When it comes to trash-talking, Rasmus Ristolainen has had better days. But when it comes to hockey, that's what things were supposed to look like.
Ristolainen and his fellow Buffalo Sabres defensemen were a confident, aggressive group during Monday's victory over Toronto. They pressured the Maple Leafs by being first on the forecheck, pinching from the blue line and skating with the puck.
In other words, the defensemen did what Phil Housley promised they would do before the season.
"That's just our system," the coach said Tuesday. "I've talked about it all along that we want to get the D involved in the offensive zone. They're a big part of our attack."
Alas, things haven't gone as planned. Buffalo was the last team to get a goal from a defenseman, carrying the goose egg until Jake McCabe scored two months into the season. Ristolainen, who finally heated up around New Year's with 24 points in the last 29 games, is the only blue-liner in the top 80 in points (tied for 27th with 33). Marco Scandella, with 18 points, is the only other one in the top 115 in the NHL.
So when the defense corps has a night like Monday, it stands out. The group will go for two in a row Wednesday when Buffalo hosts Calgary.
"We're better when we're more aggressive," Ristolainen said in KeyBank Center. "We forecheck hard. We hit. We're physical, and I think that's the way we've got to play."
Ristolainen was the first player chasing a puck behind the Maple Leafs' net twice Monday. Brendan Guhle also beat everyone below the goal line once. Throw in hard pinches to the low slot by Nathan Beaulieu and Casey Nelson, and Buffalo had the aggressive defense that was advertised during the offseason.
"Absolutely," Sabres goaltender Chad Johnson said. "There was no hesitation with guys jumping up in the play. There's that confidence that guys are going to back you up, that we're going to get through turnovers, that we're going to have guys there to back you up if you make a mistake.
"I think that allows Risto to jump up in the play when we had the puck. Everybody was really getting up when they could."
With the exception of Victor Antipin, every Buffalo defenseman had at least one shot. Ristolainen had two assists.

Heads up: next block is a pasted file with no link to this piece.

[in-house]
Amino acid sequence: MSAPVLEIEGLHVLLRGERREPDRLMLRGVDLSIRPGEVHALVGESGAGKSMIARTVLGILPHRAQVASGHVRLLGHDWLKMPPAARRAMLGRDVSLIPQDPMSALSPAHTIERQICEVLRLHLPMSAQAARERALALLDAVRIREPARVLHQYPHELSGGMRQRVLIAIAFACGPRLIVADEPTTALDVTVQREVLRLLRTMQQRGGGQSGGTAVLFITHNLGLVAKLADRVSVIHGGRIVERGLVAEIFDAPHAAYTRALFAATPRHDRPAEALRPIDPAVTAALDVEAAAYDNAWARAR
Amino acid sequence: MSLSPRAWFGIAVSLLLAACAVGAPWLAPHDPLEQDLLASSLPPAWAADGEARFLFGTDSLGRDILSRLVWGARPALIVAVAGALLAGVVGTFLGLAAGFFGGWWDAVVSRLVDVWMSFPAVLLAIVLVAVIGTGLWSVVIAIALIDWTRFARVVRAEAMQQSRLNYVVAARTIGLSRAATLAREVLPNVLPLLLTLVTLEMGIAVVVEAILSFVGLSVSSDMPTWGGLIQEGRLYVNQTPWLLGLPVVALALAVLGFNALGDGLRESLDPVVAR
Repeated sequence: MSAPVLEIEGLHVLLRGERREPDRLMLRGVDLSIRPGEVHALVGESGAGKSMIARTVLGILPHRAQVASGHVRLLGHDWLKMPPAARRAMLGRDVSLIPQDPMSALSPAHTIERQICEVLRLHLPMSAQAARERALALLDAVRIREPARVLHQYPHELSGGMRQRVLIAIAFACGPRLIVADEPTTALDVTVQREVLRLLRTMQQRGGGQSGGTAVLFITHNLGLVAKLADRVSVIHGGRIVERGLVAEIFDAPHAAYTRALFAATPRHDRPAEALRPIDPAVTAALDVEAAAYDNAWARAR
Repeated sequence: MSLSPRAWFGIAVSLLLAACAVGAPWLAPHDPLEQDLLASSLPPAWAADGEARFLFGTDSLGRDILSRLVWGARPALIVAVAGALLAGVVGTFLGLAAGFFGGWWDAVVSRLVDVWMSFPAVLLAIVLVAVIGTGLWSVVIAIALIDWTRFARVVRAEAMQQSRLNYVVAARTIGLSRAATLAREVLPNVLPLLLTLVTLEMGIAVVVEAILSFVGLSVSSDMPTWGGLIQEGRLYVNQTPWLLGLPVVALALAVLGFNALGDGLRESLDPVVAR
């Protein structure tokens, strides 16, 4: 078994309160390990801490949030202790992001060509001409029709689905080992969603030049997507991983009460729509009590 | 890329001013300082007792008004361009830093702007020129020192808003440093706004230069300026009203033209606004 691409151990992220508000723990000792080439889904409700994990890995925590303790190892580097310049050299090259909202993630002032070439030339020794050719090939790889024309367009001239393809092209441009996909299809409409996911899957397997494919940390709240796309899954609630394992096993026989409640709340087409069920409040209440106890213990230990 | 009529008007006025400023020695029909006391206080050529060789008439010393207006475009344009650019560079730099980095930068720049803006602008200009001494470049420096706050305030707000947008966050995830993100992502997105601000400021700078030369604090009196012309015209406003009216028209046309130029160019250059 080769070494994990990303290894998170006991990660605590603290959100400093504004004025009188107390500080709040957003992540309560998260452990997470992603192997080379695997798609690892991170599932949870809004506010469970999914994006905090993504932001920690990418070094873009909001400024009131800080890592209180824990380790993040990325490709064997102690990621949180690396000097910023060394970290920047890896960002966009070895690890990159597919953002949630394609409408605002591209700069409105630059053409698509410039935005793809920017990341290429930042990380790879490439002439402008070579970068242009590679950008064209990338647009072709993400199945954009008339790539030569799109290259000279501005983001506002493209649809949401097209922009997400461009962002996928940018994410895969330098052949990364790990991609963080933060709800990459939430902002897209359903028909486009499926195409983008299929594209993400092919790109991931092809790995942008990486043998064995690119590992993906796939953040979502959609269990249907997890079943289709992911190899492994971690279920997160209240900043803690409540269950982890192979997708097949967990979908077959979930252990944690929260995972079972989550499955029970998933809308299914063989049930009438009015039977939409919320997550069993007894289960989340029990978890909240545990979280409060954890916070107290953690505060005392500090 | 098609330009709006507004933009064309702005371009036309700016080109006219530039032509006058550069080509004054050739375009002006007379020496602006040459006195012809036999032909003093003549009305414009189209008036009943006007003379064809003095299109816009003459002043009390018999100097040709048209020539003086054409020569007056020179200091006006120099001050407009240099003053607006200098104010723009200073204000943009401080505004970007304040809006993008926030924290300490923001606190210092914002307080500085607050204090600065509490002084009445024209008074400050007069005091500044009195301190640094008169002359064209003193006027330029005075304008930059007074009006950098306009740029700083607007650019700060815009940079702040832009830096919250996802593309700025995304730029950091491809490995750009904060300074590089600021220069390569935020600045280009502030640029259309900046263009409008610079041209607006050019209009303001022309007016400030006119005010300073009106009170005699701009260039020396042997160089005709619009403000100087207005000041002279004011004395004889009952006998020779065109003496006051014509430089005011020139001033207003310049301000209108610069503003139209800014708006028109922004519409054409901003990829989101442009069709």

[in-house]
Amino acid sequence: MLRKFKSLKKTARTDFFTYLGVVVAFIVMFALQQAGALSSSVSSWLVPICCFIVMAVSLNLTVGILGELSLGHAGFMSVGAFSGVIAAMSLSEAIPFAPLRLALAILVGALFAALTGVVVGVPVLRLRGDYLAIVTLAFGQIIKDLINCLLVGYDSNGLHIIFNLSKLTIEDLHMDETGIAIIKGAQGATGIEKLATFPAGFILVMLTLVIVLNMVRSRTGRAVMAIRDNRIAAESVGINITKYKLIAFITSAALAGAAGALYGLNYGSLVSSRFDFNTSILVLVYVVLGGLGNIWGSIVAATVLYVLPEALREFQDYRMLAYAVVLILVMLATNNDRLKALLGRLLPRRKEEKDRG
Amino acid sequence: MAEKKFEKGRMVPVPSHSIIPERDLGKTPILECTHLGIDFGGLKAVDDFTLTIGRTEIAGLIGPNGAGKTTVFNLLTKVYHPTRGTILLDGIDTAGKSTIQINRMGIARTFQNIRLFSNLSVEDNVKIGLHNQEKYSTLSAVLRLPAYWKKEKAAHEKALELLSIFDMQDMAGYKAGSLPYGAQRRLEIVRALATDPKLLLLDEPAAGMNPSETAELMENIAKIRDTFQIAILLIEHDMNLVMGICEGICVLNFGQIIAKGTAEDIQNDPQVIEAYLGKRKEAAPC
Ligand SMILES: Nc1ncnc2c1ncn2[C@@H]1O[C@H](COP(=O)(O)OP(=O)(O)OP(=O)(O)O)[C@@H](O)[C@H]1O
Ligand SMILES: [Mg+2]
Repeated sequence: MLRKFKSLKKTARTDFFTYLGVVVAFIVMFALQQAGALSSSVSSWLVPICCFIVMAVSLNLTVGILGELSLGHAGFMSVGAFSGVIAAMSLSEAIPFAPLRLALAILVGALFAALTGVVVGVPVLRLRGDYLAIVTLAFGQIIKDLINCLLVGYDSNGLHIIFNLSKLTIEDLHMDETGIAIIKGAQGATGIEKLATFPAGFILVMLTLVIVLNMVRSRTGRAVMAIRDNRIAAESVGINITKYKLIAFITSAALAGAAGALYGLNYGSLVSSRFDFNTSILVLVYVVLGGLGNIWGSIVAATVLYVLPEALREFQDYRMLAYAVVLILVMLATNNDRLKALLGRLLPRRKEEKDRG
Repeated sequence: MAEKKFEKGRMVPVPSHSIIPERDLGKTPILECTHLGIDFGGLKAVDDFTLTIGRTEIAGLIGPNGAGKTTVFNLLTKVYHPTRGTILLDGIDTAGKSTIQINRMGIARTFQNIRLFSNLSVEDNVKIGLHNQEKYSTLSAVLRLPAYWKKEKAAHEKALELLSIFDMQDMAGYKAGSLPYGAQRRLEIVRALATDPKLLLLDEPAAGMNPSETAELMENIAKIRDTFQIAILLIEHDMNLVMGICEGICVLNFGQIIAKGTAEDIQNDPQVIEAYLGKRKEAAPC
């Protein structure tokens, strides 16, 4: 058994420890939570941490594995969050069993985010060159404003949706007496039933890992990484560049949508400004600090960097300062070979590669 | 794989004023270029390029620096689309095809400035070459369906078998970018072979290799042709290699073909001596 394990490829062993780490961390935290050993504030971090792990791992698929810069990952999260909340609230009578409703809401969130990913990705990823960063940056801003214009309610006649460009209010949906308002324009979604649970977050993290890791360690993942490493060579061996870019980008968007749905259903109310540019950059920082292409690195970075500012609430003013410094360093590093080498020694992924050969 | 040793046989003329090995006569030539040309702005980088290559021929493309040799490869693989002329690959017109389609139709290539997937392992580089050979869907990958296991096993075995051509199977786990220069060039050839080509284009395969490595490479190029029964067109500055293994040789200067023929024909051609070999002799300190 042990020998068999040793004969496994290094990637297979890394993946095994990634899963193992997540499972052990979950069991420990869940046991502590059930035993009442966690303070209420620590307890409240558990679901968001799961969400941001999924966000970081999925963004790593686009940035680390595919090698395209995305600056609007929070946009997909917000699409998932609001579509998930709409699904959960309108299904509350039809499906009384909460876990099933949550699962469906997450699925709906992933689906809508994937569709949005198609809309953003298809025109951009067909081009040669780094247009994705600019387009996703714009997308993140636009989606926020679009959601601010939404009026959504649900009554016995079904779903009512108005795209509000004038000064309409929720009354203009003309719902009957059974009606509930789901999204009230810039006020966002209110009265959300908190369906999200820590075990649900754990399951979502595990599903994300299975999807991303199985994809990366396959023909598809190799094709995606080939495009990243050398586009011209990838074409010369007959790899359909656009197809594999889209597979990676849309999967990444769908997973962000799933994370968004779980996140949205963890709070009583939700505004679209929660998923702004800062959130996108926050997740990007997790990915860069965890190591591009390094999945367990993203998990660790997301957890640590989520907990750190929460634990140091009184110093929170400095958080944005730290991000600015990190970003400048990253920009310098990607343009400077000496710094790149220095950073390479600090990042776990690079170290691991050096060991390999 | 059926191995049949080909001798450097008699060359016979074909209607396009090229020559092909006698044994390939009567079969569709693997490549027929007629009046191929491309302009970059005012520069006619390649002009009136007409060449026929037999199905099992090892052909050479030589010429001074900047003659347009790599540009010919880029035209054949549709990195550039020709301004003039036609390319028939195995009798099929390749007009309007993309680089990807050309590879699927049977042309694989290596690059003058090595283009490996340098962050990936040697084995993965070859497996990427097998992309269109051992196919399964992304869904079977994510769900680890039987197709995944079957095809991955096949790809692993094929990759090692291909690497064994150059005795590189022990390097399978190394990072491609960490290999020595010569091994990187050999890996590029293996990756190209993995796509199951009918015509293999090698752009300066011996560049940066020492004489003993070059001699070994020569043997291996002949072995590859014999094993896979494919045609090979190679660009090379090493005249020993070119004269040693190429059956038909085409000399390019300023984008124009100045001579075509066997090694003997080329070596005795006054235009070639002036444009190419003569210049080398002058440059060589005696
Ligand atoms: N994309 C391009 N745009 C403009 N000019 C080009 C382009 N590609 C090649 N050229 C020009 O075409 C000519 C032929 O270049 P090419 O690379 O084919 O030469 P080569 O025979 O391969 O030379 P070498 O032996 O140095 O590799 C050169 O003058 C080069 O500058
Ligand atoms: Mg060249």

"I really like the aggressive play from our D, even if it's slamming a wall" at the blue line to keep a puck in, Housley said. "That's where you want to play. You want to play in the offensive zone."
The Sabres still had to play defense. Toronto is seventh in scoring and set up in Buffalo's zone, especially during a 16-shot third period while pushing to erase two- and three-goal deficits.
But Ristolainen blocked five shots, Scandella got in the way of three and Beaulieu added two blocks and three takeaways. It wasn't a perfect night for Nelson and Guhle, but they showed their speed and puck-moving ability to clear the zone against the Leafs.
"When they dumped it in and changed, we really tried to turn and go, and our D-men really could do that," Johnson said. "When we have that, we have a little more speed, and you see us play a little faster. All the guys were really getting up there, so it was great.
"I don't think you can do that against every team. Toronto, just the way that they were, just the way the energy was, it seemed like we had the opportunity to do that."
Ristolainen was the most visible player, which is how it should be nearly every night. The 23-year-old had two points, a plus-3 rating, four hits, five blocks, one shot and one fight in 25:52.
"I didn't think it was the best one, but it was pretty good," Ristolainen said when asked if it was his best game. "You never play a perfect game. I'm a young player, still got a lot of things to learn. Obviously, you can always be better, and every year I try to take strides."
He could use help in his fighting and chirping. Though he exhorted the crowd to get loud after a fight with Nazem Kadri, he did much more clinging and ducking than punching. Things got more interesting in the penalty box.
The TSN cameras caught a conversation between the players, and a GIF on Twitter by @TheFlintor captioned the chat. It featured Ristolainen saying the feisty players will meet four more times. Kadri countered that Monday didn't count, so it was only three more meetings.
Ristolainen had a stunned look of realization, then turned away. He's seen the clip.
"It was funny," Ristolainen said. "I just exchanged a couple words with him, and that's it. Not going to tell you guys what we said, but obviously you can read a little bit of what we were talking. It's just two guys who play hard and doesn't like each other."
If he and the defense play a similar game against the Flames, there could be more opportunities to frustrate opponents and show their preseason promise.
Story topics: Rasmus Ristolainen